The supratemporal processes are very long (they are only slightly shorter than half the total length of the parietal) and their preserved tips are 33.80 mm from each other, so that the anterior width of the bone is smaller than the posterior one. The processes are directed posterolaterally in dorsal view and slightly ventrally in lateral view. The posterior angle between the processes is about 90°. Their short axis is ventrolaterally directed. They are somewhat rounded dorsally (but not broad or flat) and rather sharp ventrally. The facets for the contact with the supratemporal extend anteriorly at the level of (on the left) or well beyond (on the right) the anterior limit of the processes, and occupy most of their lateral surface. The contact facets at the distal tip of the supratemporal processes are not preserved or visible with confidence, except for the supratemporal facet that could be present on the left process. The ventral surface of the parietal hosts at its lateral edges, anteriorly to the supratemporal processes, the descensus parietalis (or crista cranii parietalis), a moderately deleveloped crest nearly anteroposteriorly oriented. The fossa parietalis opens posteriorly and is delimited ventrally by a well-developed ridge, the crista juxtafovealis that gives origin to the crista postfovealis, running along the medial surface of the supratemporal processes.

Braincase–The braincase is represented by the isolated parabasisphenoid (Fig 9A–9D) and by a complex including the supraoccipital, the prootics, the otooccipitals and the basioccipital (Fig 9E–9I). The complex is not well preserved, being highly fractured (in some cases with little dislocation) and partly covered by concretion. The left paroccipital process is separated from the rest of the braincase (Fig 9J and 9K) and the presence of a crystalline concretion on the contact surface prevents its reconnection. For preservational reasons, the right side of the complex is more informative than the left one.

The parabasisphenoid is much wider than long. Its ventral surface (as well as that of the basioccipital) is smooth and devoid of any sagittal ridge or recess (Fig 9B). The basipterygoid processes are long, anteroventrally directed, apically expanded and rounded. Their medial surface is convex, whereas the lateral one is flattened. Part of the base of the parasphenoid process and of the trabeculae cranii is preserved. This portion of the bone hosts dorsally two longitudinal ridges, the cristae trabeculares, separated by a sagittal groove. Another groove laterally borders each of the ridges. The ventral surface is smooth. The left trabecula cranii is nearly complete. Lateral to the base of the trabeculae cranii, the small anterior openings of the Vidian canal are located on both sides, being therefore significantly ventral to the dorsum sellae. The latter is rather shallow. The posterior opening of the Vidian canals is clearly visible on the left side: it is completely hosted by the parabasisphenoid. The abducens canals (cranial nerve VI) pierce the bone on the dorsum sellae, close to its anterolateral edge, and on the anterior surface, just medial to the alar processes. The alar processes are robust and anteroventrolaterally directed. The pituitary fossa is filled with concretion and therefore the openings of the carotid canals are not visible. The posterior articulation facets for the basioccipital are tall and robustly built. There is no clear entocarotid fossa within the recessus vena jugularis dorsal to the base of the of the basipterygoid processes of the basisphenoid. The posterolateral flanges of the parabasisphenoid are not developed.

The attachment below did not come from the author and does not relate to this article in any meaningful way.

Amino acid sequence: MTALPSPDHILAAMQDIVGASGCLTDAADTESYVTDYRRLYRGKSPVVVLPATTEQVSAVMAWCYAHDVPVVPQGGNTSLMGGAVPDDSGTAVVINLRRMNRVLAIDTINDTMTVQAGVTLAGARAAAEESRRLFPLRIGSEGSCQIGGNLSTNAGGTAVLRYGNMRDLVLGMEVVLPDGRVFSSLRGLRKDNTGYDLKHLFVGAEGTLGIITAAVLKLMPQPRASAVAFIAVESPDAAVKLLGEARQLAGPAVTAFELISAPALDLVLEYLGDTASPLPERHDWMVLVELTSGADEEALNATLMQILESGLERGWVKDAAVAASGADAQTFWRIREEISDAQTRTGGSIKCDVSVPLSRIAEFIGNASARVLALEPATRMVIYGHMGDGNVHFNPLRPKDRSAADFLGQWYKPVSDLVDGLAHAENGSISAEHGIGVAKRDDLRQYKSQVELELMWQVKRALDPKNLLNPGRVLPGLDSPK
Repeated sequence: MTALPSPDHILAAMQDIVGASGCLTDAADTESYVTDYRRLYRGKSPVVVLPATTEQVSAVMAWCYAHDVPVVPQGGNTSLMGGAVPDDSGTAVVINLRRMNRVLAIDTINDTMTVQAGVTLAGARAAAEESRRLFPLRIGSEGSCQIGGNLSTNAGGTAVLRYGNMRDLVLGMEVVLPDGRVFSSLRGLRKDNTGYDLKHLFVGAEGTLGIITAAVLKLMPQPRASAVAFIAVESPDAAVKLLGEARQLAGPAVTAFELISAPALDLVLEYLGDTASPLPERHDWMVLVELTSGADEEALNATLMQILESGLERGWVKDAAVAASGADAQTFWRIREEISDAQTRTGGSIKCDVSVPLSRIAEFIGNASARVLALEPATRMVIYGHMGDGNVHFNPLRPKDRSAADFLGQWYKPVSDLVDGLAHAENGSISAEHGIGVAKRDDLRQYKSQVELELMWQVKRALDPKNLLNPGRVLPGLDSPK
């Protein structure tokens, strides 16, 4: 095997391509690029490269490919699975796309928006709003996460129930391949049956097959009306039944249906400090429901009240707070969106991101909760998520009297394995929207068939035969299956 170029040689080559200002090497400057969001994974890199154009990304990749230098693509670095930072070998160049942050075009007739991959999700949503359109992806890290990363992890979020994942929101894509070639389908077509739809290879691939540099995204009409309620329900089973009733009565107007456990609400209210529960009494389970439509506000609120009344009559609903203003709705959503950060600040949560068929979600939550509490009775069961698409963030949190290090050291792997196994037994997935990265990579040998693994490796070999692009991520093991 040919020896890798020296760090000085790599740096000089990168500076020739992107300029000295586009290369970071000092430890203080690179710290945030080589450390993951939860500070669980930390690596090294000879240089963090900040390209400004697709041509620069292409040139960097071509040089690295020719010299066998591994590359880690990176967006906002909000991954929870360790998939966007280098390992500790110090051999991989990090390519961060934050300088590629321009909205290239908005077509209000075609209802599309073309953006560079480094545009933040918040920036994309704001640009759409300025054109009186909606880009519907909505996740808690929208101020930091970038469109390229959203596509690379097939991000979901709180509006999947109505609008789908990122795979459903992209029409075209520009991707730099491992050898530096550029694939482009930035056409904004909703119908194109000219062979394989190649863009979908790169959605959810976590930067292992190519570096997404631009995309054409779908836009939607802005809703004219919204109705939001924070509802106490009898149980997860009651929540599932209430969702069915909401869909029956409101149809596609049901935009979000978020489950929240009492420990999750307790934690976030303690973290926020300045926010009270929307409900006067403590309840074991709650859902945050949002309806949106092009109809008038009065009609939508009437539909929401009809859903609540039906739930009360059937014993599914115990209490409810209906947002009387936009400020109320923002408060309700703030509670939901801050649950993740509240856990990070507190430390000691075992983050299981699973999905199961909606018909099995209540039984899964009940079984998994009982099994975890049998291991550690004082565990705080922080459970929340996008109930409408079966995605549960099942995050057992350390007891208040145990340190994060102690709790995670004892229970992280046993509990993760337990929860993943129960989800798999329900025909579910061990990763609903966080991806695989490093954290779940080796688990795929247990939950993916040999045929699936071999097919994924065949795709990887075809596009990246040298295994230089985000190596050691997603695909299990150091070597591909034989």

The sutures between the supraoccipital and the surrounding elements are well visible (Fig 9H and 9I). This unpaired element is vaguely pentagonal and characterized by a dorsal surface raised in a broad sagittal ridge. The anterior tip of the supraoccipital, the processus ascendens, is anterodorsally oriented and apically truncated. Lateral to the anterior truncation, it hosts the two contact facets for the lateral rims of the fossa parietalis. The internal surface of the supraoccipital, close to the suture with the prootic, it shows a convexity corresponding to the anterior semicircular canal. Posteriorly, the supraoccipital forms the dorsal margin of the foramen magnum.

Both the prootics preserve the long, anterodorsally and relatively pointed alar process, each distinctly overhanging the relative inferior process (Fig 9E). The fenestra ovalis, as well as the foramen rotundum, cannot be seen directly because of the concretion covering it. However, its absence in the area anterior or dorsal to the sphenooccipital tubercle indicates that it is located posterior to it. For the same reason, it has not been possible to evaluate whether the facial foramen is single or double (but it is single in the remains from Samos attributed to V. amnhophilis; [11]). The prootic contribution to the paroccipital process extends posterolaterally over more than two-thirds of the process (Fig 9F and 9J). The well-developed right prootic crest clearly hosts a well-preserved accessory anterostapedial process, which is anteroposterioly elongate and ventrolaterally expanded. The internal surface of the prootics is markedly convex in correspondence to the semicircular canals.